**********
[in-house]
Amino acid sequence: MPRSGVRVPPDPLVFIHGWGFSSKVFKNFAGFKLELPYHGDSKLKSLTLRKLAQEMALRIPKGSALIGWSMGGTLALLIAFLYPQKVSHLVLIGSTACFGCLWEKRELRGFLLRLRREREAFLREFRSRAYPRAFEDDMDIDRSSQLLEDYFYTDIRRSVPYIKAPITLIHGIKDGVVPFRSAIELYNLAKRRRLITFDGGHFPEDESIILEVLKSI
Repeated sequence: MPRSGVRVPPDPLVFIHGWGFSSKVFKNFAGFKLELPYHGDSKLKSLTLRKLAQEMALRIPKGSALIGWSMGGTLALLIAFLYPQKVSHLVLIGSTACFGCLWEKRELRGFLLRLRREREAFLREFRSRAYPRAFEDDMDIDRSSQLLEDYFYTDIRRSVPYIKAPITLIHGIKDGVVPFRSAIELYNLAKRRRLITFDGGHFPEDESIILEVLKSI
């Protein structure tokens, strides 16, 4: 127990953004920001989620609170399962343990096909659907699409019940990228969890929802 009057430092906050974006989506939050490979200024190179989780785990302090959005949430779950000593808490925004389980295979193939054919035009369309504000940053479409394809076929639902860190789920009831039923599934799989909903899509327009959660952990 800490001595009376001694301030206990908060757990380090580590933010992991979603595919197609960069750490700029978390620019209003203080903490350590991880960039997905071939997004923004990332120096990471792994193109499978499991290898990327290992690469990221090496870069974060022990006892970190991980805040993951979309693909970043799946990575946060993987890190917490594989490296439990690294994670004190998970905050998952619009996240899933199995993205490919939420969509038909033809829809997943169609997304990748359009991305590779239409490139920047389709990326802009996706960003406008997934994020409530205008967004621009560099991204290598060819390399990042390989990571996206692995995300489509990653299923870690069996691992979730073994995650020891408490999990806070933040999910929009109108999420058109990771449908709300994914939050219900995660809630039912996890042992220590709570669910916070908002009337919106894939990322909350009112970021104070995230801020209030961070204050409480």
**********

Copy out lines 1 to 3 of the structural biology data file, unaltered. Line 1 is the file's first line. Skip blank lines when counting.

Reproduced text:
[in-house]
Amino acid sequence: MPRSGVRVPPDPLVFIHGWGFSSKVFKNFAGFKLELPYHGDSKLKSLTLRKLAQEMALRIPKGSALIGWSMGGTLALLIAFLYPQKVSHLVLIGSTACFGCLWEKRELRGFLLRLRREREAFLREFRSRAYPRAFEDDMDIDRSSQLLEDYFYTDIRRSVPYIKAPITLIHGIKDGVVPFRSAIELYNLAKRRRLITFDGGHFPEDESIILEVLKSI
Repeated sequence: MPRSGVRVPPDPLVFIHGWGFSSKVFKNFAGFKLELPYHGDSKLKSLTLRKLAQEMALRIPKGSALIGWSMGGTLALLIAFLYPQKVSHLVLIGSTACFGCLWEKRELRGFLLRLRREREAFLREFRSRAYPRAFEDDMDIDRSSQLLEDYFYTDIRRSVPYIKAPITLIHGIKDGVVPFRSAIELYNLAKRRRLITFDGGHFPEDESIILEVLKSI